Farm to School Profile: More Arkansas Schoolchildren Enjoying Local Foods
FAYETTEVILLE, Arkansas – Fresh fruits and vegetables from local farmers found their way to more Arkansas schoolchildren last year through a Southern Sustainable Agriculture Research & Education (SSARE)-funded Farm to School model program in the Fayetteville Public School System.
The pilot program, “Building a Model Farm to School Program Using Community Partnerships (CS11-085),” provided local produce to over 500 children for a 2012 summer lunch program. Over the 8-week period, six producers provided over 2,000 pounds of local product to Owl Creek School.
The result was a better relationship with farmers, improved community partnerships, increased visibility of locally grown foods, and the delivery of a comprehensive nutrition program that included farmer/student interactions both in the cafeteria and on the farm.
“The SSARE grant that led to the pilot summer program gave our program a much-needed boost,” said Dana Smith, sustainability coordinator with Fayetteville Public Schools. “We continue to work with community partners to offer farm field trips and healthy snack classes in the summer and Farm to School educational lunch programming at all elementary schools during the academic year. Working with our University of Arkansas partners in the horticulture department, we are also providing training opportunities for our local producers and coordinating logo development services to help with marketing their products in the schools and community.”
The Farm to School summer lunch pilot program was a collaborative effort between Fayetteville Public Schools, University of Arkansas, Apple Seeds, Inc., Feed Fayetteville, and KUAF, the northwest Arkansas NPR affiliate.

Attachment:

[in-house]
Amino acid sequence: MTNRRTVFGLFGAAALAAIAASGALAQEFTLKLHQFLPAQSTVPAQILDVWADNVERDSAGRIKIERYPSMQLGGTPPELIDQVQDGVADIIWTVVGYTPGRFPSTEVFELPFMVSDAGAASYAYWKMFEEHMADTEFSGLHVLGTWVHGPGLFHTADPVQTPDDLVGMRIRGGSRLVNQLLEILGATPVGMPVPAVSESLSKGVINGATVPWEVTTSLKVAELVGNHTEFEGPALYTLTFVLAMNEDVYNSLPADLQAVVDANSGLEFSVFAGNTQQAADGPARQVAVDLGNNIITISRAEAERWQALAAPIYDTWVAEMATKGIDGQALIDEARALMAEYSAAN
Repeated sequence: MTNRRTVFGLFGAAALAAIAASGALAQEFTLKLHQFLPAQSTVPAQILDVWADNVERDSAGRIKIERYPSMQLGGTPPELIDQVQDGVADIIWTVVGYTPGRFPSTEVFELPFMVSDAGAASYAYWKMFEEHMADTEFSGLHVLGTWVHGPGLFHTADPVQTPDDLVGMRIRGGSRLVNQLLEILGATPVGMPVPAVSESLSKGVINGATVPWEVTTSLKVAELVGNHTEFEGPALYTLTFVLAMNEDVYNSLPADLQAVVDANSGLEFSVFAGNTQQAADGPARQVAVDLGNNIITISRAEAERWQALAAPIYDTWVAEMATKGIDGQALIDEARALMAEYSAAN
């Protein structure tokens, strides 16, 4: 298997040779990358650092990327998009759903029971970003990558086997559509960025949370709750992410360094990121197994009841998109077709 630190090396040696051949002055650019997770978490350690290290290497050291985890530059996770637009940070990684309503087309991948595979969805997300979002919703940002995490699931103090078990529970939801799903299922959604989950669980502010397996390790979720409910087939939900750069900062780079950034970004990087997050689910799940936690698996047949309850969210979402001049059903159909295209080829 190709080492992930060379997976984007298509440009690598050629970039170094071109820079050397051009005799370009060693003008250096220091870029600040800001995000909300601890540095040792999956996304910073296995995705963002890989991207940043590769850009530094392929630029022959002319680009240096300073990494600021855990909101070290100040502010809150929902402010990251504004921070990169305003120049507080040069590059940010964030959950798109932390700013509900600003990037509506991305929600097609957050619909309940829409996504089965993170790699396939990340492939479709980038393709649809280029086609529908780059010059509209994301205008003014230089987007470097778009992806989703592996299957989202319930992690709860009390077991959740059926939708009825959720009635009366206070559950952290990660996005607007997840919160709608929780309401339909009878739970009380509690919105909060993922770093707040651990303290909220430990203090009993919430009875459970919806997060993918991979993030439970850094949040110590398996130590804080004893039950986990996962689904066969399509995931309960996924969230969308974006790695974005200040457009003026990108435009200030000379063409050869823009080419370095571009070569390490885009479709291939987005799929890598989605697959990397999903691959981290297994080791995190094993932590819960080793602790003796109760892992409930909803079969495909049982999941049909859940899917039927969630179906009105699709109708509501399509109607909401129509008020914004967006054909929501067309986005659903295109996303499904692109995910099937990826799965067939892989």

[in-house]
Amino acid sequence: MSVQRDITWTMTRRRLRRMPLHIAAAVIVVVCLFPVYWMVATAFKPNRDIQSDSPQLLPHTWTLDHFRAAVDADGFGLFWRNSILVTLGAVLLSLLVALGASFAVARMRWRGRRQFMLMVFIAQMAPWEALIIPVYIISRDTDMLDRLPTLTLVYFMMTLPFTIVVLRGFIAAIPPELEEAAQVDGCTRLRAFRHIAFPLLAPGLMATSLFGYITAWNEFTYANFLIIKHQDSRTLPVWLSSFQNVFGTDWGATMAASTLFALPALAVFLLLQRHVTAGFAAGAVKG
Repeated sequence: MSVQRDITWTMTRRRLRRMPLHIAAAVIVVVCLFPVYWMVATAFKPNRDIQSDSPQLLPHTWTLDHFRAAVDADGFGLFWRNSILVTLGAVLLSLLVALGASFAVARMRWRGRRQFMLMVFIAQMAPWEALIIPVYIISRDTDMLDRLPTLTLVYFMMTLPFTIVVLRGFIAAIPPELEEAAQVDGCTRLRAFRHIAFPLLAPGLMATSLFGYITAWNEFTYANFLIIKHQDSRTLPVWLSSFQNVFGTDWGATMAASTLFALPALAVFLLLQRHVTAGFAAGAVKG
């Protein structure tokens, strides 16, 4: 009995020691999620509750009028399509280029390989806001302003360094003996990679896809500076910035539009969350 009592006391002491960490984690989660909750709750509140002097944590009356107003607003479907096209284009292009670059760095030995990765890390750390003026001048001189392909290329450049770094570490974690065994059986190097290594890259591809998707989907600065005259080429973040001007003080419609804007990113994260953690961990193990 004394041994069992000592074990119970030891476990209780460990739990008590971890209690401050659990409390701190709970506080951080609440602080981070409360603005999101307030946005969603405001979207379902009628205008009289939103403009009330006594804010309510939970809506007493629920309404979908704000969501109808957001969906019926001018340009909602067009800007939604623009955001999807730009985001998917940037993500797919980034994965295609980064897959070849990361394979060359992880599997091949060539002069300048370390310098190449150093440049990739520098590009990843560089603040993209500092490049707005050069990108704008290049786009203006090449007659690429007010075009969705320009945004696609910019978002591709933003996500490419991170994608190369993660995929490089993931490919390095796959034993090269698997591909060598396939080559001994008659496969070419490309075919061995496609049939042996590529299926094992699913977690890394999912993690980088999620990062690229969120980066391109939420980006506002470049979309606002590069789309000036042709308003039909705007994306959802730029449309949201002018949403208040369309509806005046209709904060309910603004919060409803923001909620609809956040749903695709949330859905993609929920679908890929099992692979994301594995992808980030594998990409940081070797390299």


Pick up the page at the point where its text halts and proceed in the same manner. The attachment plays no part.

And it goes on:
Smith said that the pilot program provided a better understanding of how a Farm to School program operates on a daily basis. Through a second SSARE grant, collaborators are taking what they learned in the summer program and applying it to schools throughout the entire academic year.
“Expansion of the Farm to School program includes incorporating local produce on salad bars at four schools, hosting educational local lunches at all elementary and middle schools, identifying additional growers, and providing more grower and school cafeteria staff trainings,” said Smith.
Through the second grant, “Next Steps: Creating a Sustainable Farm to School Program (CS12-089),” collaborators hope to identify additional challenges and solutions for establishing a Farm to School program in Northwest Arkansas.
The effort in Arkansas is just one of countless Farm to School programs being implemented across the country through the National Farm to School Network. Programs can be found in all 50 states. During the 2011-2012 school year, local fruits and vegetables reached over 5.7 million students and $13 million was spent on locally produced foods.
October is National Farm to School Month, a time to recognize the connections between local farmers/local foods and schools, as well as healthy eating among students.
Published by the Southern Region of the Sustainable Agriculture Research and Education (SARE) program. Funded by the USDA National Institute of Food and Agriculture (NIFA), Southern SARE operates under cooperative agreements with the University of Georgia, Fort Valley State University, and the Kerr Center for Sustainable Agriculture to offer competitive grants to advance sustainable agriculture in America's Southern region.